Are You Ready to Drink the Social Media Kool-Aid?










A while back a friend of mine got a job with one of the largest and most recognisable brands in the world. He announced it in a simple tweet:

‘I drank the Kool-Aid and I loved it’.

His message sparked a realisation in me and my approach to social media. I’d worked for many years in media monitoring, primarily focussed on press and broadcast, and I’d seen the shift towards social media sweeping across the media and communications landscape. The time had come for me to follow suit. I immersed myself into social, taking in all I could, reading through hundreds of blogs per week. And the more I got into it, the more it felt like a perfect match for me. In my own way, I drank the social media Kool-Aid. And just like my friend, I loved it.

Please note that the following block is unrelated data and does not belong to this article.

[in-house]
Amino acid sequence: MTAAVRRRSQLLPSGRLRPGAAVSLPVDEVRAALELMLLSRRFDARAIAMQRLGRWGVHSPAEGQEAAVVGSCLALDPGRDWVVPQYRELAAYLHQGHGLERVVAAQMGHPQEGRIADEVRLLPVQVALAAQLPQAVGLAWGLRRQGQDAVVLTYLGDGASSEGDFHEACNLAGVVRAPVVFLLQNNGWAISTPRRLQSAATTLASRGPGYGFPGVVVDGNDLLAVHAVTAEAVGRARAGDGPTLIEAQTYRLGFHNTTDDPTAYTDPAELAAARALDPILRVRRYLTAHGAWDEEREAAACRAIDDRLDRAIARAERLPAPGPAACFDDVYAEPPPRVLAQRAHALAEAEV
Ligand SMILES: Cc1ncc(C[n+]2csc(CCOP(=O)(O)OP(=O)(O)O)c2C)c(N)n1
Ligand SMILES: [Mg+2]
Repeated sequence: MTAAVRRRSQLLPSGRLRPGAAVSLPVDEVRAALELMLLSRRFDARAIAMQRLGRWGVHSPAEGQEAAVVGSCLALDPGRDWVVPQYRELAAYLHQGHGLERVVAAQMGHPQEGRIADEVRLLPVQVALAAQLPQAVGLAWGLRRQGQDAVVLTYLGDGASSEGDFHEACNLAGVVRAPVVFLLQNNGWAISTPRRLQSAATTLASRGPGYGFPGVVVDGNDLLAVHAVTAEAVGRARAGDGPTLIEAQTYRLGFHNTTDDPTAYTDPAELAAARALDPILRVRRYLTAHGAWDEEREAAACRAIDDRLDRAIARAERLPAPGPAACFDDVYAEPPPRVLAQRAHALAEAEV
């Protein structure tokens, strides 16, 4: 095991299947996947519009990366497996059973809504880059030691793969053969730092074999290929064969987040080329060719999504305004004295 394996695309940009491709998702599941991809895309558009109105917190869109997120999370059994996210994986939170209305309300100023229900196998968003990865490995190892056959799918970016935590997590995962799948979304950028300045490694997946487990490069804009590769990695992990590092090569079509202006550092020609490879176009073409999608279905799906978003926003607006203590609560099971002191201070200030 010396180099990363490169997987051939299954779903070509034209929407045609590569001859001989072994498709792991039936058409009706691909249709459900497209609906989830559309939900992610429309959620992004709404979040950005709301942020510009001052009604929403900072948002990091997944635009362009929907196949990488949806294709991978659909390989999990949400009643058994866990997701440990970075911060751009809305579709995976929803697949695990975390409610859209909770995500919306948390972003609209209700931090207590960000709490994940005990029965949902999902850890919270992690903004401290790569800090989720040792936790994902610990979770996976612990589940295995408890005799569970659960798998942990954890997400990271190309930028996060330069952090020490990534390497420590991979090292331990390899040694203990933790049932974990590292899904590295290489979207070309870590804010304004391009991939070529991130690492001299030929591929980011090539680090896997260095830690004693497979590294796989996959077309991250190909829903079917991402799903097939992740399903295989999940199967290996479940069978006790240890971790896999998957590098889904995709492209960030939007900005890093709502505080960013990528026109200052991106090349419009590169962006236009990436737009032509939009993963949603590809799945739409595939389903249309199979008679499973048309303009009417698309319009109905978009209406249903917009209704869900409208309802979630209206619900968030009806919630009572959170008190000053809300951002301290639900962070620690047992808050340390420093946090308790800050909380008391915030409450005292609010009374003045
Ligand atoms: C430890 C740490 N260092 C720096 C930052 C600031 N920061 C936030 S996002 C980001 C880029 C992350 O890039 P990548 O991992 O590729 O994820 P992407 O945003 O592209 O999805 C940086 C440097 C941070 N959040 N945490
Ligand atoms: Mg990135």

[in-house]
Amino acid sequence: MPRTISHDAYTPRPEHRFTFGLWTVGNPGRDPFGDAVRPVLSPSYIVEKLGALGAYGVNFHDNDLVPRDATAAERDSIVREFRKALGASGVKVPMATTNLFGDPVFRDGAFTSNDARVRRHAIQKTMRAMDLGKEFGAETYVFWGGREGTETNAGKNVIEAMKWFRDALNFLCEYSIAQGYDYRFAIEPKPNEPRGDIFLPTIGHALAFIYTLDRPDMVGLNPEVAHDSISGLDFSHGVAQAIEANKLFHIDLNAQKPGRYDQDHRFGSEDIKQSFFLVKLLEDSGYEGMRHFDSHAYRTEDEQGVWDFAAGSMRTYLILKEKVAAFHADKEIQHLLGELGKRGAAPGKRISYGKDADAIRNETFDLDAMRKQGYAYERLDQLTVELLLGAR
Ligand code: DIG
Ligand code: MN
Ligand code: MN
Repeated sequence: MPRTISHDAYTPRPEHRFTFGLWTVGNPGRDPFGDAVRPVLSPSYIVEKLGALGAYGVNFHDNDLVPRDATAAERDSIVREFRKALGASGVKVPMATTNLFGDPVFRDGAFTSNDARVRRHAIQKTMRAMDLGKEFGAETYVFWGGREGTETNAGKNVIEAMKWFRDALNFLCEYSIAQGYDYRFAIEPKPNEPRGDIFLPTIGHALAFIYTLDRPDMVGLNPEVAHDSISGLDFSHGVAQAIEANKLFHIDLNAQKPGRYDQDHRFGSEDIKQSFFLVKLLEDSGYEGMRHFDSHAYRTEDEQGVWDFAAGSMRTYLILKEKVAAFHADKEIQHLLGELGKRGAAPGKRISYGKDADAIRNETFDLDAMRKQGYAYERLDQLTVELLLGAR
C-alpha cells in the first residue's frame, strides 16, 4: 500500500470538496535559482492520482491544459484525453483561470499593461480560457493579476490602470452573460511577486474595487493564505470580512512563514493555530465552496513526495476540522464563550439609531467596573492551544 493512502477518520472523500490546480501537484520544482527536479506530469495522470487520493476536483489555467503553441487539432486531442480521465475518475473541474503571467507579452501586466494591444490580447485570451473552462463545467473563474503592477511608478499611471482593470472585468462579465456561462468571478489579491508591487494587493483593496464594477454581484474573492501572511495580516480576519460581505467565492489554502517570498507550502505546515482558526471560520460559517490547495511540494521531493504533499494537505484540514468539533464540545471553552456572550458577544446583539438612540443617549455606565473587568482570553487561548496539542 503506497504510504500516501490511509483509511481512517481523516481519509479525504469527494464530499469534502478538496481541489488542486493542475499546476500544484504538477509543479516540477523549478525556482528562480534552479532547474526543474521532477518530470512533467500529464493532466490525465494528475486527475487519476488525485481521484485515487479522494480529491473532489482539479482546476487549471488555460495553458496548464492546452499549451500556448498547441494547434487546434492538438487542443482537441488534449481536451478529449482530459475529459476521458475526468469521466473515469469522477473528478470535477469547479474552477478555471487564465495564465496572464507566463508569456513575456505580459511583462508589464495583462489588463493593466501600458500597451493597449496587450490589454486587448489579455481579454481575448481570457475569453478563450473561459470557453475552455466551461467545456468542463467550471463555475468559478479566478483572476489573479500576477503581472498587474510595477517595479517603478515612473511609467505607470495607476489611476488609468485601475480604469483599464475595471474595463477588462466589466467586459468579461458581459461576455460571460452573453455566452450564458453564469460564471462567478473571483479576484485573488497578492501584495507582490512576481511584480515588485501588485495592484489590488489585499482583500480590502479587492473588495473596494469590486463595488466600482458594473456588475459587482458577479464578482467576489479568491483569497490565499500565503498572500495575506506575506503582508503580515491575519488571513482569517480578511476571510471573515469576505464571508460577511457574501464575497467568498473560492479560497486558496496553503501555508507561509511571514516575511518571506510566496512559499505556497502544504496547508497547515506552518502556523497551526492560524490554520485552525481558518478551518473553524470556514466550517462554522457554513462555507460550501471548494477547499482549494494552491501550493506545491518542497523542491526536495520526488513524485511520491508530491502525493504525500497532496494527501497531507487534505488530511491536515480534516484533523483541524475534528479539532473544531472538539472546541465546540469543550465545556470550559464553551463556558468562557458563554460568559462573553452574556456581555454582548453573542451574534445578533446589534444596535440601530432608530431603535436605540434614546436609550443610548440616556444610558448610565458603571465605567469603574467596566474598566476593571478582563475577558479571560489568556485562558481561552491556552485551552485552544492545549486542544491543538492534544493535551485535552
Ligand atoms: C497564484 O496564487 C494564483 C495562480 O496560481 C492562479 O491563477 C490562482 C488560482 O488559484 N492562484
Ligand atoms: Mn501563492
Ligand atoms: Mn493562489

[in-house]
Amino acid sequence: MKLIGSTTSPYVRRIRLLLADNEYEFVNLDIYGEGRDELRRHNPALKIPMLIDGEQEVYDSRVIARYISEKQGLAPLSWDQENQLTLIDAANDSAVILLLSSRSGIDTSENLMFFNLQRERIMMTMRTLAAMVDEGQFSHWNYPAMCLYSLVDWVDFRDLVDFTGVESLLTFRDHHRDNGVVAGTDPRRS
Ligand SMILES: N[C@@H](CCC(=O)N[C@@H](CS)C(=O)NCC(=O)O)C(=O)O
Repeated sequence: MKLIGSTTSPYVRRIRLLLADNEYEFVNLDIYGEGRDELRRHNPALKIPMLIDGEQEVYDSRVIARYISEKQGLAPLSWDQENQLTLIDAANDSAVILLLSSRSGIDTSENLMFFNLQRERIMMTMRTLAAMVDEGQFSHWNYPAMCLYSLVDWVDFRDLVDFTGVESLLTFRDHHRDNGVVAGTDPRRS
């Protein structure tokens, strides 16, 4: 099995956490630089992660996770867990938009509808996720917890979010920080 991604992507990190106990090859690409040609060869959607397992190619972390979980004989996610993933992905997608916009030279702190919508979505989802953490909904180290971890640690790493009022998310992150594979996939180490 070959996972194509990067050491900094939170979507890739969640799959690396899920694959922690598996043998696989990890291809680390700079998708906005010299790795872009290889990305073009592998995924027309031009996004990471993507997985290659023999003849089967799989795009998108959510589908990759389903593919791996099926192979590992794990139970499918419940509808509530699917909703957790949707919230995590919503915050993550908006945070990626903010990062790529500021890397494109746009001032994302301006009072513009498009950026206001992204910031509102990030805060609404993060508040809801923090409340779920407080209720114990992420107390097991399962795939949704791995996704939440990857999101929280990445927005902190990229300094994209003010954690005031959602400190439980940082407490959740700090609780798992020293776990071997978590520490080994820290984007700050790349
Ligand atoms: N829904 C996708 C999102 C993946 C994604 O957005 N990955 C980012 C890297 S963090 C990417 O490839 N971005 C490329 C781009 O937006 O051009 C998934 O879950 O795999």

Coming from that perspective, seeing the shift in traditional media process, I was also acutely aware of the resistance of those still hesitant to move into social, still unsure it would form a significant part of their future planning. ‘MySpace faded, why do you think Facebook won’t?’ ‘Latest numbers show teens are turning away from Facebook, it’s on the way out’. ‘Twitter doesn’t make any sense as a business tool – what can you say in 140 characters?’ I know these arguments, I remember thinking them myself, but the points in favour of social media are becoming more compelling every day, and unless you’re paying attention, you won’t even know it. So give me a second here to go through some of these mis-understandings, a moment to try and talk you round to my way of thinking. I’ve got a fresh batch of Kool-Aid right here, just stay one second and let me get you a cup. One second. Okay. Here we go: